I know... no blog posts for ages, and then two in a row. But just in case anyone's missed the publicity so far... Eboracum Roman Festival is coming very soon, and it's going to be spectacular. There's a splendid programme of events for all ages, and much of the festival is freely open to the … Continue reading Eboracum Roman Festival – counting down to 1 June!
How many people can you fit on a war chariot? What did the people Caesar called "Britons" call themselves? Since you've finished with that character in your story, can I kill him in mine? These are the kind of questions that have been bandied about over the summer by the team putting together a collection … Continue reading A grand day out with the Celts
I love the British Museum more every time I visit. Pompeii and Herculaneum were destroyed by the same volcano AD 79, in but in different ways, so that different kinds of things survived in the buried wreckage. Now the British Museum has cleverly put items from the two together to give a vivid picture of … Continue reading Life and Death in Pompeii and Herculaneum
We don't often venture to comment on the news here at Downie Towers, but current attempts to erase the name of Jimmy Savile from public display put me in mind of this: The focus is somewhat awry, but that's not why you can't read the top line of the lettering. It's been deliberately defaced. The … Continue reading Damnatio Memoriae
I was deeply disappointed - outraged, actually - when the wonderful Roman cavalry helmet found at Crosby Garrett was auctioned a couple of years ago. Tullie House Museum, who would have put it on public display, couldn't outbid the offer of two million pounds made by a private buyer, and one of the most exciting … Continue reading Now you see it… now you don’t. Now you see it.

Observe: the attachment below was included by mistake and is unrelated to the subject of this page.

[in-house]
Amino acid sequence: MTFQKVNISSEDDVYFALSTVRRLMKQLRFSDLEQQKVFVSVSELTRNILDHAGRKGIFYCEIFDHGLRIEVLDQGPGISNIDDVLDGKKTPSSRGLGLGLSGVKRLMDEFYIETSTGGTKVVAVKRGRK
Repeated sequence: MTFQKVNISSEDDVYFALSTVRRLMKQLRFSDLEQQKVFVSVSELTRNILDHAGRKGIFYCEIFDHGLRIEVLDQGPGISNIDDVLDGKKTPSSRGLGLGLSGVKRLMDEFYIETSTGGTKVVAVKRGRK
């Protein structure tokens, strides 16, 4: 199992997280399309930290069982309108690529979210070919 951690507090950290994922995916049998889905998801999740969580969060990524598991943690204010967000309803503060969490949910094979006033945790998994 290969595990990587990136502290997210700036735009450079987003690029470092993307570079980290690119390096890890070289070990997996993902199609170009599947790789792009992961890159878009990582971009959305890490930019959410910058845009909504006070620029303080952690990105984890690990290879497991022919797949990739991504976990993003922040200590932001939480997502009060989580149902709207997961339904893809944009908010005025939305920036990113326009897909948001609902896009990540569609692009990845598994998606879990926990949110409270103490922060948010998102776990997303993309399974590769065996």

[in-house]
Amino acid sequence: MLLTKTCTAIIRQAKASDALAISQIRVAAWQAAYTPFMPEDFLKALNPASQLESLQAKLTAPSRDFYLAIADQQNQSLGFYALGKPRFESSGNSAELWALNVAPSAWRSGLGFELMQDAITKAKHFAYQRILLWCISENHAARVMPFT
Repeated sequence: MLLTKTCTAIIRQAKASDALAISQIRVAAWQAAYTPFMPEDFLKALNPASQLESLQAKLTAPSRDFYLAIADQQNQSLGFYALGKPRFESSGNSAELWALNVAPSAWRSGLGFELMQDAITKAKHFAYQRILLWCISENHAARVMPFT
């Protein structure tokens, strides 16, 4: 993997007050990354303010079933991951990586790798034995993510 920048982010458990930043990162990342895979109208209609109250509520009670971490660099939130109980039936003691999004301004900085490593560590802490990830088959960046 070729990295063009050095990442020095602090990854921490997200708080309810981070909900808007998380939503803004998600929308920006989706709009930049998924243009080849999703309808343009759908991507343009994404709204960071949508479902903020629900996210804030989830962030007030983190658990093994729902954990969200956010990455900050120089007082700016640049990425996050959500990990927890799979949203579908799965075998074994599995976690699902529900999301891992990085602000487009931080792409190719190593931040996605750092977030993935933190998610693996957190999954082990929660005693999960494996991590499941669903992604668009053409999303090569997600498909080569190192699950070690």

Just back from a long weekend with friends in lovely Durham, where they seem to be having a festival of old bones. The archaeological museum in the Old Fulling Mill is currently running an exhibition of Skeleton Science, showing the sorts of investigations bioarchaeologists make into the remains that their non-bio colleagues dig up. The … Continue reading Death in Durham
Regular readers may remember that we've been to Maryport a couple of times before on this blog: the first time mostly to admire a very battered old tombstone and the second time to report that more digging was scheduled for the fort. The excavators were hoping to find out more about the splendid altars to Jupiter on … Continue reading To bury Jupiter, not to praise him
Several technological goodies have popped up this week, so I thought I'd put them all together in one post. First - many thanks to Mark, who's sent a link to details of a smartphone app through which visitors can explore the sites and streets of Roman Londinium. (His original comment is under 'Welcome' above.) This one does … Continue reading Mostly armchair archaeology
Photos of the fabulous Roman Weekend in Chester are over on the Facebook page, but here's one to give you the idea... HOW YOU CAN GET INVOLVED (safely): Roman Tours, who organised the event, would love to build a Roman marching fort - and they may be one step nearer to it very soon. They've … Continue reading This was Deva
Start the weekend with Ben Kane and I as we get in the mood for Rome with "Ask the Authors: Roman Bestsellers" Friday 3 June 7-9pm Grosvenor Museum Lecture Theatre £3, book at the Museum Shop 02144 402005